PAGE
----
Not surprisingly, the Paras revel in their image as the hardest of the hard. Other regiments are referred to sneeringly as "crap hats". There are exceptions - grudging respect for the green-bereted Royal Marines, "the cabbage-heads", as rival toughs, and respect and genuine affection for the Gurkhas. The Paras and Gurkhas were the first Nato soldiers into Kosovo, and the camaraderie was obvious.
The Paras have the toughest basic course in the Regular Army, including "milling", a recruit fighting a succession of opponents in two minutes of unarmed combat, no holds barred.
Some of the Army hierarchy question the value of this but the Paras have always claimed the recruits like it. More importantly, so do the immensely powerful NCOs of the regiment.
Their sergeants and corporals are said to be the most influential of that rank anywhere in the Army, apart from the SAS which regards service in the "Maroon Machine" as excellent training for their different combat role.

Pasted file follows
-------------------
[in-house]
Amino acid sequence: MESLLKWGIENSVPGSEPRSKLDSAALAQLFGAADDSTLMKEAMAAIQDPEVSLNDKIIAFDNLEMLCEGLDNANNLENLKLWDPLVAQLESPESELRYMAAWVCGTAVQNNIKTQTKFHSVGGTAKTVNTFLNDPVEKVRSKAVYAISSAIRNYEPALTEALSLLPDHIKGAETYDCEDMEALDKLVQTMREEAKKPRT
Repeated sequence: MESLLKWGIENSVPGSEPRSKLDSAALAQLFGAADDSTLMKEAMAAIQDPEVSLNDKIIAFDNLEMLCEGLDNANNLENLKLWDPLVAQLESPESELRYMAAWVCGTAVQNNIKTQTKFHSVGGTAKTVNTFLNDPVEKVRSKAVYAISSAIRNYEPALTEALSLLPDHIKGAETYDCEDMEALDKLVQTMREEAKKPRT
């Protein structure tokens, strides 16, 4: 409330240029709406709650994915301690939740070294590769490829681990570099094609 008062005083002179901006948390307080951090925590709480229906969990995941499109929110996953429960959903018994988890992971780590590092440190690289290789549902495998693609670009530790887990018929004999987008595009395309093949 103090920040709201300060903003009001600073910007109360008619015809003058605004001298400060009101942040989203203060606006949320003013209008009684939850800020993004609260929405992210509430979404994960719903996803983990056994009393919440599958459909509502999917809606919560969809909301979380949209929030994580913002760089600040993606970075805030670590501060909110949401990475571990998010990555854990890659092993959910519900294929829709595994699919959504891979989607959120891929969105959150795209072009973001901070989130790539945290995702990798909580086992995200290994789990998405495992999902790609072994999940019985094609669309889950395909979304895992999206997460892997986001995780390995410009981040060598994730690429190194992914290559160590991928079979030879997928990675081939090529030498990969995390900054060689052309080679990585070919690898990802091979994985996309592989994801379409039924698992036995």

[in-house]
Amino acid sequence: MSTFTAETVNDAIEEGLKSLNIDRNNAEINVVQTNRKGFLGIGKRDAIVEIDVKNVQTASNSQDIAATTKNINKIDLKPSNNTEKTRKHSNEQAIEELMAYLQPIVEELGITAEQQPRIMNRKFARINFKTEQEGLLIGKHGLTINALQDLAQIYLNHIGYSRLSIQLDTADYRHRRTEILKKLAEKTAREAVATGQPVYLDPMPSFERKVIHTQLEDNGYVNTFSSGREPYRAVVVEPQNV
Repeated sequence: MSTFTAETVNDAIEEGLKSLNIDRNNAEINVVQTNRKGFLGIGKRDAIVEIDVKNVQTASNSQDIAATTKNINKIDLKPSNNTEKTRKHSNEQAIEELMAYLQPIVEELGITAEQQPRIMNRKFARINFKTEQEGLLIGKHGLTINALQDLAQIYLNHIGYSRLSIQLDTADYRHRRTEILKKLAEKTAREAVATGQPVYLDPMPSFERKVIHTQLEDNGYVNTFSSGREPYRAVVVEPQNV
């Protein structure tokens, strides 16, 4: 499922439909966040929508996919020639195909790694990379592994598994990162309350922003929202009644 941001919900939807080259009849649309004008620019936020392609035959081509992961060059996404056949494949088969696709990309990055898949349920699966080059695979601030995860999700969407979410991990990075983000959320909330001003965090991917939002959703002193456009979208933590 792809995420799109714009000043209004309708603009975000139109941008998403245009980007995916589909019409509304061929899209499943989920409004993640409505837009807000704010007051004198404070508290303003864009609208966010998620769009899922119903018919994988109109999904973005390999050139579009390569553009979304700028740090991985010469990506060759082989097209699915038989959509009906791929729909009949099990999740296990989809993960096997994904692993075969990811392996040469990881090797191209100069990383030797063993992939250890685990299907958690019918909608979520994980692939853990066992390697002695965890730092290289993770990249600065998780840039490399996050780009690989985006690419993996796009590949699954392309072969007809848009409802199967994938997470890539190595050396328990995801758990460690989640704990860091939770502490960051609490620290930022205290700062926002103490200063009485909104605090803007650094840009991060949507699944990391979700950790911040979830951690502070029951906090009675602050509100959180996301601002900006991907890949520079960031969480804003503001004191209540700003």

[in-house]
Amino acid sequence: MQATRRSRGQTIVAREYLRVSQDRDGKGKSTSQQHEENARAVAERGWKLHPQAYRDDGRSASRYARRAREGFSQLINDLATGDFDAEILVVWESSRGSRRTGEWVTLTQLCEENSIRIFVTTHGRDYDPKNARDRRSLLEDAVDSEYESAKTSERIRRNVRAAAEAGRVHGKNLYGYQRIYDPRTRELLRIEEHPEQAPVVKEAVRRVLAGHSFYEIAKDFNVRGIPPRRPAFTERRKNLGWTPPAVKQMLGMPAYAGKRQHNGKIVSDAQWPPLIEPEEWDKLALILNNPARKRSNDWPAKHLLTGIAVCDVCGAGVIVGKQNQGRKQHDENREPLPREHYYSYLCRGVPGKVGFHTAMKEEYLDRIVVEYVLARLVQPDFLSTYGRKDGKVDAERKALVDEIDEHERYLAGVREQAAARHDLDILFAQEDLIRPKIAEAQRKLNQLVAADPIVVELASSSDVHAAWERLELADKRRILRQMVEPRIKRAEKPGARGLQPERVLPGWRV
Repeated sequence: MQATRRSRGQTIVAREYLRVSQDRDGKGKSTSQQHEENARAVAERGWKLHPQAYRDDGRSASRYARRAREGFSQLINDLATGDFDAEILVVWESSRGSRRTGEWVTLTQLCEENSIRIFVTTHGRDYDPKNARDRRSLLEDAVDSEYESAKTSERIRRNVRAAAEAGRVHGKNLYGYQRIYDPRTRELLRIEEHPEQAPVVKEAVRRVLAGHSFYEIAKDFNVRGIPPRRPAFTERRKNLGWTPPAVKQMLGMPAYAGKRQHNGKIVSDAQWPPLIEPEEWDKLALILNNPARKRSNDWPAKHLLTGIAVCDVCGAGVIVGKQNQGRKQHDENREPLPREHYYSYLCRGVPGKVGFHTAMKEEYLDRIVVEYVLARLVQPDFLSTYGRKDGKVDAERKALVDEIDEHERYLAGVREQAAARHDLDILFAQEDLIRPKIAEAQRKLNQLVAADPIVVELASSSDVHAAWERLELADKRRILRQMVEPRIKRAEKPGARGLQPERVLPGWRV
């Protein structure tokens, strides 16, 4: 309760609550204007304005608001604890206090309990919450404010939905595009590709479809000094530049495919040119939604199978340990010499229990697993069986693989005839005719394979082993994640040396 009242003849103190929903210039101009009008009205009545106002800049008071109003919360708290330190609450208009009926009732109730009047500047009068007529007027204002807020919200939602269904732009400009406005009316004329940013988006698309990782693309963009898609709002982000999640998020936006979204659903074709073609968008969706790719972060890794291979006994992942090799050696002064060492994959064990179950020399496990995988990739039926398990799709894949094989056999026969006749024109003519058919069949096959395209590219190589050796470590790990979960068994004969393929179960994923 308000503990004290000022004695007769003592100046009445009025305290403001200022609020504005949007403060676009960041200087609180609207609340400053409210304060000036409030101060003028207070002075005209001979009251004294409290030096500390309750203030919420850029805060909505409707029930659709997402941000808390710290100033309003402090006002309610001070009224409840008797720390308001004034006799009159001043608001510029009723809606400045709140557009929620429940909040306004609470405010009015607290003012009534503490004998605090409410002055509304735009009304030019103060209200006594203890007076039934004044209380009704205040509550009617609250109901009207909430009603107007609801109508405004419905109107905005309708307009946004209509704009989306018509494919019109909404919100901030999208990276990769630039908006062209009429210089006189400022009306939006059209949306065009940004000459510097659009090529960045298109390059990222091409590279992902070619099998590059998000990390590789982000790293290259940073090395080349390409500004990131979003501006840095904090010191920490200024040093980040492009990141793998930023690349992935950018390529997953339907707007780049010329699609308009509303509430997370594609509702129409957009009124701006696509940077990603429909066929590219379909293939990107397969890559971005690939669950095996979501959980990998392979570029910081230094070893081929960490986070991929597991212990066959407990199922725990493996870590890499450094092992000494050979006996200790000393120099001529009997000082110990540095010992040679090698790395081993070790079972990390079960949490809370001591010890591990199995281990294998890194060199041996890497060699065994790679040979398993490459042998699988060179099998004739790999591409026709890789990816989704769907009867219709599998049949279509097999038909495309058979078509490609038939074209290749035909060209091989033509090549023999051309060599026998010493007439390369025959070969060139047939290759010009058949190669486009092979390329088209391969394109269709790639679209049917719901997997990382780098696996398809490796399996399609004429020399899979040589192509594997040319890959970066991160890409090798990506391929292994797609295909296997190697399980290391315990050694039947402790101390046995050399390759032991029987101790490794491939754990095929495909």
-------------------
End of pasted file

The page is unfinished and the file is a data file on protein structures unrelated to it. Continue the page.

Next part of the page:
But the toughness of the 1,200 Paras means young officers have a difficult task to live up to their men. They have to be as hard as they are, with flair, dash and aggression, buttressing the culture of machismo and "us against the world".
Officers and men relish conveying menace. At the Drumcree stand-off last year the arrival of the Paras incensed the crowd as a sign of ultimate British betrayal - the men in the frontline against the IRA now being turned against them.
The Paras stood stone-faced at the crowd's incongruous insults of "Fenian bastards", searching for the loudest, then locking eyes and stroking their weapons. It was intimidating.
"The MoD [Ministry of Defence] would like nothing better than for the regiment to have a different image," says one young Para officer. "If we change enough we may even start getting invitations to dinner parties in Islington."Reuse content